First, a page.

Welcome to the Thomas J. Walsh Art Gallery
The Thomas J. Walsh Art Gallery of Fairfield University is committed to fostering engagement, education, and leisure-time entertainment through the arts. It achieves these ends by providing visitors from across Fairfield County and beyond with opportunities to engage directly with original works of art. The Gallery, which mounts four temporary exhibitions each year, is a dynamic forum, providing a place for people of all ages and backgrounds to experience art and innovation while simultaneously creating new opportunities for inspired learning, creativity, collaboration, and accessibility.
The Thomas J. Walsh Art Gallery opened its doors to the public in April of 1990 with Founding Director and Professor of Art History, Dr. Philip Eliasoph at the helm. The spacious contemporary gallery is housed in the Quick Center for the Arts, which since its inception has welcomed tens of thousands of visitors with a full array of art, music, dance, theater, and film programming. With its soaring ceiling and dramatic visual axes and site lines, the gallery has become an exceptionally appreciated venue by artist and art lovers alike.
Its inaugural exhibition was, "Defining Modernism: Art of the 20th Century," which was reviewed by the New York Times. Vivien Raynor wrote: "With this exhibition, the Walsh assumes a missionary role that is not inappropriate for a Jesuit campus, even though the word brought is not of God." Eliasoph served as the gallery's director for six years. He passed the mantle to Dr. Diana Mille in 1996 - she in turn served as Director until 2011. After Mille's departure, the Director of the Quick Center, Gary Wood, stepped in, and in 2013, Dr. Jill Deupi, (also Director of the Bellarmine Museum of Art at Fairfield) took over the responsibilities. Dr. Deupi looks forward to continuing the strong tradition, built over more than twenty years, of exhibiting modern and contemporary art for the greater Fairfield community.
Welcome to the
Tuesday - Saturday:
11 a.m. - 5 p.m.
Also open one hour prior to curtain and during intermission of Quick Center season performances.
Closed for all University holidays.
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Reflections and Undercurrents: Ernest Roth and Printmaking in Venice, 1900-1940
January 23 - April 4, 2014
Reflections & Undercurrents features prints by the German-born American painter and etcher Ernest Roth (1879-1964) and his contemporaries, including John Taylor Arms (1887-1953) and Joseph Pennell (1860-1926), exploring the connections between the art they made in early 20th-century Venice. The exhibition includes over ninety works and embraces a range of media, including etchings, drawings, sketchbooks, and photographs as well as Roth's original print making tools. Organized by Dr. Eric Denker (Senior Lecturer, National Gallery of Art) and Dr. Philip Earenfight (Director, Trout Gallery, Dickinson College), this show complements In the Wake of the Butterfly: Whistler and His Circle in Venice, on view concurrently at the Bellarmine Museum of Art.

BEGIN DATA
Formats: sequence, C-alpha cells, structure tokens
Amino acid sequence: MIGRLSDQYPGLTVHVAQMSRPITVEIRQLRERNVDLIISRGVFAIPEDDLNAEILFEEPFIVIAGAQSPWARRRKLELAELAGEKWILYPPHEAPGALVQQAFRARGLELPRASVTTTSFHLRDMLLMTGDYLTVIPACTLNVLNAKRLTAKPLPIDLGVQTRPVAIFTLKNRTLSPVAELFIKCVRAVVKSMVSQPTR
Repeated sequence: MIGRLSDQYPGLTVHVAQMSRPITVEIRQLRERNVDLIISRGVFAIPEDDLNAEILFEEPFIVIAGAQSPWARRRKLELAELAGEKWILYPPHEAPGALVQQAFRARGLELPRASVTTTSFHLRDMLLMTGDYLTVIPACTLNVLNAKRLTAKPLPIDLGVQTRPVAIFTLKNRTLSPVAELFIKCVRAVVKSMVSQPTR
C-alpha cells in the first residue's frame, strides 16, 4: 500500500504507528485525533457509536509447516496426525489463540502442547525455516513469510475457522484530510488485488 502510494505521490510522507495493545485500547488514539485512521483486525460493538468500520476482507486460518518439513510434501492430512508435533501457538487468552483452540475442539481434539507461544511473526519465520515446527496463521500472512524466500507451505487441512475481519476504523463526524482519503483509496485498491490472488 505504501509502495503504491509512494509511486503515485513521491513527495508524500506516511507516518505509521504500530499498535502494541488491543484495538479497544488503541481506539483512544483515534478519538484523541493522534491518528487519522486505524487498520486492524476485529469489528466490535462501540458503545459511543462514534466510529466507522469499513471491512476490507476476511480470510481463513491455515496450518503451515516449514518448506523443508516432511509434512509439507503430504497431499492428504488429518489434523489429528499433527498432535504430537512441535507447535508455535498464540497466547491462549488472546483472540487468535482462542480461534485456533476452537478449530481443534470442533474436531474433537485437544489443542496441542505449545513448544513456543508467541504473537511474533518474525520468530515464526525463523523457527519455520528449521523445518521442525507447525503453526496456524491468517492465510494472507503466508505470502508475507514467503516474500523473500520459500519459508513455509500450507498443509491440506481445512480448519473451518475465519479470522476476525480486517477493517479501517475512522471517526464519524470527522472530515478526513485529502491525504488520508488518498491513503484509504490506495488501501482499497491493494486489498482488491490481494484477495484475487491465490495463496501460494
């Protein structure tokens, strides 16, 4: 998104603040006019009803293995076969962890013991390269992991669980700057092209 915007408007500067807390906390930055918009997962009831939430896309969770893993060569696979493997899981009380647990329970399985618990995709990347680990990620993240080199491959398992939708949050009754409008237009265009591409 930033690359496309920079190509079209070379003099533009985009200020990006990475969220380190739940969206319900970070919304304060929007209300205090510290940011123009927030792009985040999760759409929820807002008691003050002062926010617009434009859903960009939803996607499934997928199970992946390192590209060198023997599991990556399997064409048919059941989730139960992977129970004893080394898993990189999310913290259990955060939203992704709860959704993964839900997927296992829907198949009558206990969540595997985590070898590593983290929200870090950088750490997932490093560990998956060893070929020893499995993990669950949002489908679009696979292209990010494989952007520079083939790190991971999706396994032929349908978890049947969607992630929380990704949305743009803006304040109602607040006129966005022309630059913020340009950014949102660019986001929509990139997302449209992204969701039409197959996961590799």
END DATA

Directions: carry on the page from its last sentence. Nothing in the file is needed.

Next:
To more fully experience this exhibition, you are invited to download a PDF here. In it you will find an interactive map, which will allow you to explore the prints highlighted in these shows and to see images of what locations caputred in these works look like today. You can also listen to audio tours and watch a short video, featuring Dr. Eric Denker discussing a selection of objects featured in Reflections & Undercurrents.
LECTURE: American Artists in Early 20th-Century Venice by Dr. Eric Denker, February 25, 2014, 5-6 p.m., Diffley Board Room, Bellarmine Hall
Download the guide on the MustSee app:
Reflections & Undercurrents: Ernest Roth and Printmaking in Venice, 1900-1940
Jason Peters: Refraction
April 24 - June 27, 2014
Fascinated by the destabilization of perception, Jason Peters creates illusory spaces and alternative realities through his work. Intentionally designed to trigger a cathartic sense of the sublime in his viewers, the artist amasses vast quantities of discarded objects from everyday life that he then reconfigures in surprisingly unexpected ways. The results lift these "societal casts-offs" — including contractor's buckets, fluorescent lighting tubes, and metal chair frames — beyond the bounds of ordinary physical existence. In doing so, Peters invites the viewer to see beauty where before there was refuse, to experience flux where before there was stasis, and to experience a focused calm where before there was alarm. In this exhibition, the artist will create several site-specific installations, one of which will respond directly to works on view in La Ragnatela: The Spiderweb Works by Giampaolo Seguso from the Corning Museum of Glass (on view at the Bellarmine Museum of Art, April 10 – June 13, 2014).